We're celebrating 10 Days of Membership! Today's Gift: $20 off your professional membership with promo 10DAYS20OFF
Training, policies and tools to help HR prevent and respond to harassment claims.
Is your employee handbook keeping up with the changing world of work? With SHRM's Employee Handbook Builder get peace of mind that your handbook is up-to-date.
Develop your HR competencies and knowledge in-person in 12 U.S. cities or virtually.
#SHRM18 will expand your perspective – on your organization, on your career, and on the way you approach HR. Join us in Chicago June 17-20, 2018
Study Cautions that High-Deductible Plans Led Sick Patients to Skip Care
New research shows that when faced with a higher deductible, patients did not price shop for a better deal. Instead, both healthy and sick patients used less health care. “People who are the most likely to go past the deductible also cut back by the most, and they did that entirely under the deductible,” the researchers said, raising the possibility that higher deductibles don't lead to smarter shoppers but rather, in the long run, sicker patients. Workers with high deductibles did use less "potentially wasteful care," like imaging services, but they also cut back on "potentially valuable care," like preventive visits. (Vox.com)
Cutting Back on Health Care Services Can Be a Good Thing, Some ContendWhile those enrolled in health plans whose deductible equaled 5 percent or more of their income said they avoided a doctor or a test when they were sick, “This is not necessarily bad,” said market-oriented health policy expert John Goodman. “Roughly one-third of doctor visits are probably unnecessary. And loads of tests could easily be done without.” He added, “With a reasonably funded health savings account, the patient will forgo care only if the expected benefits are less than the expected costs. She will not forgo care for lack of money.” (Forbes)
CDHP Cost-Savings Maintained Over TimeConsumer-directed health plans (CDHPs) have aided employers in containing health care costs without necessarily leading to more expensive health care for patients, according to a 2015 working paper. CDHPs combine high deductibles and tax-preferred savings accounts that can be used to pay out-of-pocket expenses. Annual health care spending was 6.6 percent, 4.3 percent and 3.4 percent lower on average for the first three years respectively for companies with CDHPs when compared to companies without them. (SHRM Online)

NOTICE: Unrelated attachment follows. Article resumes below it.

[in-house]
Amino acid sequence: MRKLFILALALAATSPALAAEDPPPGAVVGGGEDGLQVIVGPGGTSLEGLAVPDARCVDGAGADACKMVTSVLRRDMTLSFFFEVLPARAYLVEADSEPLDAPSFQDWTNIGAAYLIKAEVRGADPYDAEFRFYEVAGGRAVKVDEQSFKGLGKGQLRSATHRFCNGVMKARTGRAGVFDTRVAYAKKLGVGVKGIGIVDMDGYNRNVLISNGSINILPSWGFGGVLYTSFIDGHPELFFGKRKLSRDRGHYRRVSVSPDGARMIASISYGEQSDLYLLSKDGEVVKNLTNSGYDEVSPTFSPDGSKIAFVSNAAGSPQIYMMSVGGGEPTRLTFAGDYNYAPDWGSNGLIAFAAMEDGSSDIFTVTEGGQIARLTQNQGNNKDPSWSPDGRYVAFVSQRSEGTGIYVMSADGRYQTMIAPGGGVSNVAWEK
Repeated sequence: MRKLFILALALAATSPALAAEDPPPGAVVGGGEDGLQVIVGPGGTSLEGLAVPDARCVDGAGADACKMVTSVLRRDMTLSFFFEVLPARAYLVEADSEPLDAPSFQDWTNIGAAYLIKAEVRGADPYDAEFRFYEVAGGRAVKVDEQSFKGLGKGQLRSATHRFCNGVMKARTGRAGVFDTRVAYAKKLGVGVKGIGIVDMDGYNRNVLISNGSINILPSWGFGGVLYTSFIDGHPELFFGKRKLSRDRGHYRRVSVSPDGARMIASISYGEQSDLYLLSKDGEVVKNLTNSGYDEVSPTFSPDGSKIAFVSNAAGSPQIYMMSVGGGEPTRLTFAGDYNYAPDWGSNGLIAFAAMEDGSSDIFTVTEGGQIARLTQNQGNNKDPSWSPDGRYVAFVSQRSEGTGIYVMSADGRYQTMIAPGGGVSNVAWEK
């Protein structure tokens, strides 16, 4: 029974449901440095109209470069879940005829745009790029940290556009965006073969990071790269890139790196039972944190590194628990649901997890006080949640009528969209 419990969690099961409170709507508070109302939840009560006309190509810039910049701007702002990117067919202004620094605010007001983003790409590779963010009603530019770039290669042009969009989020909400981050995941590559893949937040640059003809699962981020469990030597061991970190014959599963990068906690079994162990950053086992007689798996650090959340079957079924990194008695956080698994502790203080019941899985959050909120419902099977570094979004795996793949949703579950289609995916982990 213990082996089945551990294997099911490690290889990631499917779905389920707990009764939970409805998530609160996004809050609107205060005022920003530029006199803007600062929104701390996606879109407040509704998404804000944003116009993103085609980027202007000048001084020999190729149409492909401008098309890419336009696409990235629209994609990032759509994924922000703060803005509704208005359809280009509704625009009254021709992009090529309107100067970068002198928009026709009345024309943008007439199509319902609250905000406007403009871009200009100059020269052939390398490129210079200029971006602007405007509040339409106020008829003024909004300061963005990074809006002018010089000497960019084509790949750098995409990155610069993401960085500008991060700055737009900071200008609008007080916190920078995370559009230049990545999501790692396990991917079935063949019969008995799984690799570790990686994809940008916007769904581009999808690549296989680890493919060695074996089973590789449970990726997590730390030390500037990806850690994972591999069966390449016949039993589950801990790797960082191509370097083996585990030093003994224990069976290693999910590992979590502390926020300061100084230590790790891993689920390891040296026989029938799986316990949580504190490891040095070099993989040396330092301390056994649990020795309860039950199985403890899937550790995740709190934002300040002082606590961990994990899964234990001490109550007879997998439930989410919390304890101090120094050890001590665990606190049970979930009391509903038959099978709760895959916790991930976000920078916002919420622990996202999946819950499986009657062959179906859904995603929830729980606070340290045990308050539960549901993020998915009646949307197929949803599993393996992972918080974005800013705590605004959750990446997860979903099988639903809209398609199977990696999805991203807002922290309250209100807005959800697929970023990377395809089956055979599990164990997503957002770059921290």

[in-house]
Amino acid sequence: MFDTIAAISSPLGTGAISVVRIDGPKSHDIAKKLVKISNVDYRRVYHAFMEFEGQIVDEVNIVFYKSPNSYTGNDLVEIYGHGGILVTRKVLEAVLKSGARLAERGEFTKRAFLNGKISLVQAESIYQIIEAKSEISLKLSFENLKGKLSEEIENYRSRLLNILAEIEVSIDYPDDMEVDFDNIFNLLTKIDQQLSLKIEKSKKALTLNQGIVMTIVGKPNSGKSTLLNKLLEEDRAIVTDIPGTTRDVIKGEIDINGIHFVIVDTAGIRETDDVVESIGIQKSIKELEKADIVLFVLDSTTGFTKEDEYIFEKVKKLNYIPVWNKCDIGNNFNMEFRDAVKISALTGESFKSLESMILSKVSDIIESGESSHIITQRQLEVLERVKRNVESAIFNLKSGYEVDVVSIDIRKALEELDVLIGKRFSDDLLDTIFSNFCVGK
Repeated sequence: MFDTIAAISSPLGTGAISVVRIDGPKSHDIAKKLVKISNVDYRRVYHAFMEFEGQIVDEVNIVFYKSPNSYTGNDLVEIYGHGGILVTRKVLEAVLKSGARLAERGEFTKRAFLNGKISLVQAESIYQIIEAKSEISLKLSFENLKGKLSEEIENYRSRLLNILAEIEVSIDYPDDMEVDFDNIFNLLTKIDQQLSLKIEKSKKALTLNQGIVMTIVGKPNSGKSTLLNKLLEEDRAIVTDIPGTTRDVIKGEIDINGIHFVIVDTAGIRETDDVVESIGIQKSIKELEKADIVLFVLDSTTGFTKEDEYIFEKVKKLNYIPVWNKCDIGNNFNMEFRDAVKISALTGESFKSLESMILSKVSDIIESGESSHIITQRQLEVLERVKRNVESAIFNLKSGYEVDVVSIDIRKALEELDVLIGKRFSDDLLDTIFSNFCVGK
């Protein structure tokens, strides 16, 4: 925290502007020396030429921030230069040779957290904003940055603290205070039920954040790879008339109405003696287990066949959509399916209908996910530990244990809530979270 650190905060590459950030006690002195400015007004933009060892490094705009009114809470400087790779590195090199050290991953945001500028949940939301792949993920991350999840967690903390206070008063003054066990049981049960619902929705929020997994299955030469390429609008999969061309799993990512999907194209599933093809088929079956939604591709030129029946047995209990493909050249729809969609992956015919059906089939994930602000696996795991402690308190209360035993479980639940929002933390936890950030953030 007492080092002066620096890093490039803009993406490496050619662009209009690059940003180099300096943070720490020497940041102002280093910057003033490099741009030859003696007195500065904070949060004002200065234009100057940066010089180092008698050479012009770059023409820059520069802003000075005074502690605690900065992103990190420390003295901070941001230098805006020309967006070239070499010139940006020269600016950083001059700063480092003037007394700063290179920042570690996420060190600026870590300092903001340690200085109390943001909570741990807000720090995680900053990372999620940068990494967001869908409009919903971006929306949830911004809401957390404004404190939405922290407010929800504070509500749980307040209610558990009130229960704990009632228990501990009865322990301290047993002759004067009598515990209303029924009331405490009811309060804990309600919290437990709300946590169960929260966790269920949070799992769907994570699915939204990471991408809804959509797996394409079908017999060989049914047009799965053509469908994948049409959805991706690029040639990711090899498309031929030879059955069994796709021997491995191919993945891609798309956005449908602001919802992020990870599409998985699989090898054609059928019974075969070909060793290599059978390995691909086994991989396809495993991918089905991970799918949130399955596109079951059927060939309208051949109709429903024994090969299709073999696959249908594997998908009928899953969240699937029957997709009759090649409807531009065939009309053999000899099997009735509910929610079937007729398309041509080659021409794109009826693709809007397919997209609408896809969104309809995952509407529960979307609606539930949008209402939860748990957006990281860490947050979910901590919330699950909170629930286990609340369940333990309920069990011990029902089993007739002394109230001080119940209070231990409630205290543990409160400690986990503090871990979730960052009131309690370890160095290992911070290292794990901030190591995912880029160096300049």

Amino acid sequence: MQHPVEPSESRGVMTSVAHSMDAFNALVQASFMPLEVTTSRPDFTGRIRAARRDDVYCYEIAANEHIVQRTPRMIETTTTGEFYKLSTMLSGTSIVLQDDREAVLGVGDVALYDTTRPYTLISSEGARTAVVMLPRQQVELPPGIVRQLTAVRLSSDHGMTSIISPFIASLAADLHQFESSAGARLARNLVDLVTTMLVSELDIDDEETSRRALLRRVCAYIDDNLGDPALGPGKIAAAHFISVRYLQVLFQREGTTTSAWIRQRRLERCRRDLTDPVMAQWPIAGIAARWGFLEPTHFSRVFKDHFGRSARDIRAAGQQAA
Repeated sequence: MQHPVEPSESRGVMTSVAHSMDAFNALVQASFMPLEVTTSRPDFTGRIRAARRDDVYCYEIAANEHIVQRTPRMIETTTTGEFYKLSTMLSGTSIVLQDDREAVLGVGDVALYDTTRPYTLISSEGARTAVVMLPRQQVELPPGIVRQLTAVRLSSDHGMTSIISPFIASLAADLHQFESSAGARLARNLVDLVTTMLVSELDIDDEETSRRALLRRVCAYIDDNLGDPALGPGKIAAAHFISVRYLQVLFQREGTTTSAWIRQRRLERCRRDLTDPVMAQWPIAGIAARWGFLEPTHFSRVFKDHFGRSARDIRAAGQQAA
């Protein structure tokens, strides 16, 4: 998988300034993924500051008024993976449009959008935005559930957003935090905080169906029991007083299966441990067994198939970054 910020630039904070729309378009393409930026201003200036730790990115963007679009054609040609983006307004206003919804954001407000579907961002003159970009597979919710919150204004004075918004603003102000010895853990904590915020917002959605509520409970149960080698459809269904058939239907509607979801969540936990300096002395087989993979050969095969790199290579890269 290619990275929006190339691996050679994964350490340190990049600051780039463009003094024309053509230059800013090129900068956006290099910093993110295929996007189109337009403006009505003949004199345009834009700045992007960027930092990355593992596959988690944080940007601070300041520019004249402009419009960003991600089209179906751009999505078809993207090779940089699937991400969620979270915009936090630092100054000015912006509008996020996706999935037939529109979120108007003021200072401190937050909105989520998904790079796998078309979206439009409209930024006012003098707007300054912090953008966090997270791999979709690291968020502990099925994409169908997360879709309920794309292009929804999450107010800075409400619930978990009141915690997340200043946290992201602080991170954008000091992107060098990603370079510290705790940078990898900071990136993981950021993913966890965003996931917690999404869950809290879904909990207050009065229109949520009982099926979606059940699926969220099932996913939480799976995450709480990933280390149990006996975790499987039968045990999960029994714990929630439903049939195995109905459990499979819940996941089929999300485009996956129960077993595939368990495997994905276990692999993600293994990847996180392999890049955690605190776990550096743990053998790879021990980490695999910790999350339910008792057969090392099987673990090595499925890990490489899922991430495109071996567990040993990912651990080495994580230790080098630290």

How to Explain High-Deductible Plans More companies are making high-deductible health plans (HDHPs) an option—or, increasingly, the sole choice—for employer-sponsored health coverage. So it’s important to provide clear communication that helps employees understand how HDHPs operate and whether the plans are right for them. For instance, outline different situations to help employees better understand how the cost of care can vary greatly between providers, and note that most health insurance companies now provide price-estimation tools. (SHRM Online)
Stephen Miller, CEBS, is an online editor/manager for SHRM.
Follow me on Twitter.
You have successfully saved this page as a bookmark.
Please confirm that you want to proceed with deleting bookmark.
You have successfully removed bookmark.
Please log in as a SHRM member before saving bookmarks.
Your session has expired. Please log in again before saving bookmarks.
Please purchase a SHRM membership before saving bookmarks.
An error has occurred
Recommended for you
Five key facts about High-energy visible (HEV) a.k.a. “blue light”
Choose from dozens of free webcasts on the most timely HR topics.
SHRM’s HR Vendor Directory contains over 3,200 companies